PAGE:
Unfortunately, to our knowledge there are no series in the literature comparable to the current study in which a large number of MEN1/ZES patients have been prospectively followed, so a direct comparison is not possible. Furthermore, there are insufficient patients reported in the literature with MEN1/ZES described with causes of death defined not due to acid hypersecretion. Therefore, in an attempt to allow comparisons between our data and data from the existing literature, we used 2 specific groups from the literature for comparison, realizing that these groups of patients are not completely comparable in all aspects to our population.
First, we compared our results to the results of a pooled summary of a literature search for any case report or small series of MEN1 patients (<7 deaths) where the patients had a PET of any kind, the cause of death was reported, and the cause of death was not peptic ulcer related. This group was similar to our NIH population in that all had MEN1, all had PETs, and 67% had ZES; however, not all patients had ZES. The search for these patients included primarily reports since 1980, when effective medical/surgical treatments for the gastric acid hypersecretion of MEN1 patients with ZES became widely available and in general use. Specifically, we excluded patients in a series or report where the long-term survival was limited due to death from the complications of uncontrolled acid peptic disease. Especially in many early series of patients treated before 1980,43,60,158,225,260,265,275,307,332,366,399,404,438,445,458 this was the major cause of death, and thus few patients had long-term follow-up, which is not the case at present. In the mid-1970s adequate medical antisecretory treatments with either H2-histamine receptor antagonists or proton pump inhibitors became generally available,15,69,73,108,135,192,224,254,278,282,287,444,483 and this, in addition to the use of total gastrectomy in selected patients, has led to the current situation where few patients die of acid peptic-related disease. Because the current natural history and causes of death are thought to differ markedly from these early reports,54,57,78,88,150,217,367,378,379,448,465 we did not include patients from the early reports.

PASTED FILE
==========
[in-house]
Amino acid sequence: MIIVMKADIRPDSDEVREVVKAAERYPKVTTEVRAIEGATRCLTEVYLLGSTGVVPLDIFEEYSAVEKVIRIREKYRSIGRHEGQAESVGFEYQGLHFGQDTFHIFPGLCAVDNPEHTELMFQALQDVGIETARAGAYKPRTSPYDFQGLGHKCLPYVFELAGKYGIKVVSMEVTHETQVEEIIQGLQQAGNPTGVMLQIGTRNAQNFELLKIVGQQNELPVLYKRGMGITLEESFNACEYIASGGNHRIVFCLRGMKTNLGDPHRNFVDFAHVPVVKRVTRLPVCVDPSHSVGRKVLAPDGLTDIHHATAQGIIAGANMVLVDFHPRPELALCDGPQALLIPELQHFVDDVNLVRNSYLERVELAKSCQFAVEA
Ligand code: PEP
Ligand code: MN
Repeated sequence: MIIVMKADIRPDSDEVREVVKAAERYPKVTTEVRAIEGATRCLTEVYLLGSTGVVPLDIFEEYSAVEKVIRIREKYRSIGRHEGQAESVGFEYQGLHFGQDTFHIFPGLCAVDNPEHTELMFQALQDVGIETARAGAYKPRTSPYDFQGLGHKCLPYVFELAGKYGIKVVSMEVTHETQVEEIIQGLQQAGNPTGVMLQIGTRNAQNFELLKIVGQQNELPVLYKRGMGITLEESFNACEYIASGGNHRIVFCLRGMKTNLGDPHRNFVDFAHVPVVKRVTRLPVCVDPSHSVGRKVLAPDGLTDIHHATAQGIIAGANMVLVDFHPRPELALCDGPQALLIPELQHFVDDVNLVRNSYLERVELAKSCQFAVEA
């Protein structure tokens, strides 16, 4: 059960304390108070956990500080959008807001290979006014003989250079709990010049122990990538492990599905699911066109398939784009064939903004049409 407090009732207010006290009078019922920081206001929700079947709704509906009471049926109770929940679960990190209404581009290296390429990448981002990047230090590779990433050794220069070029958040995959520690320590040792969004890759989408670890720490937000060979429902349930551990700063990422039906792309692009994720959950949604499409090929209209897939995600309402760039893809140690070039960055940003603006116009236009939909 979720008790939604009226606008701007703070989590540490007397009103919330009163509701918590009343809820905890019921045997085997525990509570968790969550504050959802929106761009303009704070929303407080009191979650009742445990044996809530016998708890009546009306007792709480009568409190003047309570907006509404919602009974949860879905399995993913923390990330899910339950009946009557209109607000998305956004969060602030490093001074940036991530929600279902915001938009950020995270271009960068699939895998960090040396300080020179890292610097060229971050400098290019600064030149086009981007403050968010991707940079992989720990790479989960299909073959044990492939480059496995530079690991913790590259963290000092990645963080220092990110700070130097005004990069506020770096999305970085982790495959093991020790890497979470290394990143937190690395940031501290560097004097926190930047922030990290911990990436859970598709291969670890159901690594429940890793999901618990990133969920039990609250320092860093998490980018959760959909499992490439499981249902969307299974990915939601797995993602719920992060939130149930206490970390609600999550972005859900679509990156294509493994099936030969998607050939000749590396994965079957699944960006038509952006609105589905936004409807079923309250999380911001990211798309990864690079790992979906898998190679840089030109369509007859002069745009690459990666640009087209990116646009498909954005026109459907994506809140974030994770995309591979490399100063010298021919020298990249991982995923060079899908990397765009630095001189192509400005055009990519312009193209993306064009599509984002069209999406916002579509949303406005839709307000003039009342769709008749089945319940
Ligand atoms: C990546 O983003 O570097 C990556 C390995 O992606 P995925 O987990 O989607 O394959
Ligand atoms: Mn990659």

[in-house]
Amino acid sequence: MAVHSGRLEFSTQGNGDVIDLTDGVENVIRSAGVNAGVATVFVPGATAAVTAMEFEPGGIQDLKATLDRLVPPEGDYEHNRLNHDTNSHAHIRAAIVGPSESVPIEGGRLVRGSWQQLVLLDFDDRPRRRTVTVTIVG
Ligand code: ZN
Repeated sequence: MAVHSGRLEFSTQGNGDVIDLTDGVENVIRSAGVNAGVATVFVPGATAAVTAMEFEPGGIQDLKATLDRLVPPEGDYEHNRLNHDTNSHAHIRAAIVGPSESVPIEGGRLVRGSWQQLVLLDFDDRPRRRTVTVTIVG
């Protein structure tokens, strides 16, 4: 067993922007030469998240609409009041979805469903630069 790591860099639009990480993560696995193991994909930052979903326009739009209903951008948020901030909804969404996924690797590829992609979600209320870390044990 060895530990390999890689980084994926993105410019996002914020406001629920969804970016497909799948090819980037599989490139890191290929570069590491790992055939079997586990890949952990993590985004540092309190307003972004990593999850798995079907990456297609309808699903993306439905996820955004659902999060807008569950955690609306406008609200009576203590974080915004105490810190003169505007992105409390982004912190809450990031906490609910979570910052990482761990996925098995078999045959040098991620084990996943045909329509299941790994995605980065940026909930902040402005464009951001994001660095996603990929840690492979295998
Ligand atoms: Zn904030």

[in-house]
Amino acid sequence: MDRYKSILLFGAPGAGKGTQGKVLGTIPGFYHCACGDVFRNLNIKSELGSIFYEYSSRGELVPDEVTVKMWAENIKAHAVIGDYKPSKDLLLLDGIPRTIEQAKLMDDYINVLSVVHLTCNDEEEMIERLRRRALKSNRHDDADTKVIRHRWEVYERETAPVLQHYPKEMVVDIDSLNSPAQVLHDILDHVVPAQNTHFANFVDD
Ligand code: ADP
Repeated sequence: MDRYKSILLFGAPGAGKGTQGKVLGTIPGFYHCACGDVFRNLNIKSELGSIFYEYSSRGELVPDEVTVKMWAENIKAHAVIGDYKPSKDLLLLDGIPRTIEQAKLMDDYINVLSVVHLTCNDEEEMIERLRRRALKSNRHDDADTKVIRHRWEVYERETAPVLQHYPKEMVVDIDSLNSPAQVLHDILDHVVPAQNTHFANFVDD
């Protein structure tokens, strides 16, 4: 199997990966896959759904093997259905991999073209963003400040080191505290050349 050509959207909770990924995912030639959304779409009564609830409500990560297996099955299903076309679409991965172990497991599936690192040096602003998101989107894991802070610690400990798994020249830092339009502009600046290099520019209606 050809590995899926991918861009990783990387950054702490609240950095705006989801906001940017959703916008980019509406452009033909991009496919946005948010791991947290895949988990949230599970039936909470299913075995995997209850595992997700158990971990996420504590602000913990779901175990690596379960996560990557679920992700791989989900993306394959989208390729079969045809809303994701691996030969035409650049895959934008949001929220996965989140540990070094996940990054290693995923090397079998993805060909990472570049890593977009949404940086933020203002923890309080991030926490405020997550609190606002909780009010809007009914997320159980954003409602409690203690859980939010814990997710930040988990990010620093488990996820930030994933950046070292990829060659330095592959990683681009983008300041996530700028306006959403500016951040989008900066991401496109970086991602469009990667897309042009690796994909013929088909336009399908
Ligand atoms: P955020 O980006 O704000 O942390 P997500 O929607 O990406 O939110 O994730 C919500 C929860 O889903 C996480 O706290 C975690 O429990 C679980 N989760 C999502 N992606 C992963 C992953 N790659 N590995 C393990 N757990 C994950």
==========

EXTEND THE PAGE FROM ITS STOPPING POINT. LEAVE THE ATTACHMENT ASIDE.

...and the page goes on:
Second, we compared our results with results of larger MEN1 series in the literature that reported the cause of death of ≥10 patients who died from any cause other than a peptic ulcer-related cause. These patients were similar to our NIH patients in that all had MEN1; however, they were different in that not all had PETs or ZES: 60% had a PET and 54% had ZES. This group resembled the general population of MEN1 patients reported in large series with or without ZES. Comparing our results with this group allowed identification of similarities and differences from series more typical of a general population of MEN1 patients with advanced disease.
To accomplish these comparisons, we searched MEDLINE (National Library of Medicine, Bethesda, MD) using the key words MEN1 or multiple endocrine neoplasia combined with gastrinoma, pancreatic endocrine tumor, glucagonoma, Zollinger-Ellison syndrome, thymic carcinoid, HPT, death, survival, and pituitary tumor, either alone or in combination. We reviewed the bibliographies of all papers to identify papers, book chapters, and other reports not referenced in MEDLINE. All papers were reviewed and relevant data entered into an Excel spreadsheet (Microsoft, Redmond, WA) that was used for all analyses and comparisons. The Japanese literature was also carefully reviewed, both using MEDLINE and reviewing symposium proceedings, books, and abstracts of scientific meetings. We found 10 reports that appeared only in Japanese; for these, the titles and data were translated into English.
For the first comparison with small series or case reports of patients with MEN1 with PETs (MEN1/PET patients) with at least 1 reported death not peptic ulcer disease related, we identified 108 separate reports containing 227 patients; 62 reports contained a single case4–6,25,28,32,68,70,82,86,97,109,111,112,119,125,142,156,162,165,202,206,207,213,216,229,236,249,264,296,297,300,301,304–306,311,313,333,334,358,359,361,369,381,386,387,391,393,396,398,409,411,414,426,430,438,449,460,462,464,467,468 and 40 contained >1 case (mean, 4.3 cases/report).21,22,30,40,41,46,94,113,120,153,166,180,203,223,226,230,238,244,246,247,303,346,353,362,372,375,389,398,406,407,413,425,427,431,440,443,458,461,466,475
All data were entered into Excel spreadsheets and analyzed using Statistica MAC (Statsoft, Tulsa, OK) and Statview (SAS Institute, Inc., Cary, NC). Statistical analysis was performed using the Student t test for paired and unpaired values, the Mann-Whitney U test, the Fisher exact test, the chi-square test, and ANOVA. For a post hoc test the Bonferroni/Dunn test was used. P values < 0.05 were considered significant. All continuous variables are reported as mean ± SEM. Survival curves were plotted in the form of Kaplan-Meier, and 95% confidence intervals (CI) were calculated using Statview (SAS Institute, Inc., Cary, NC).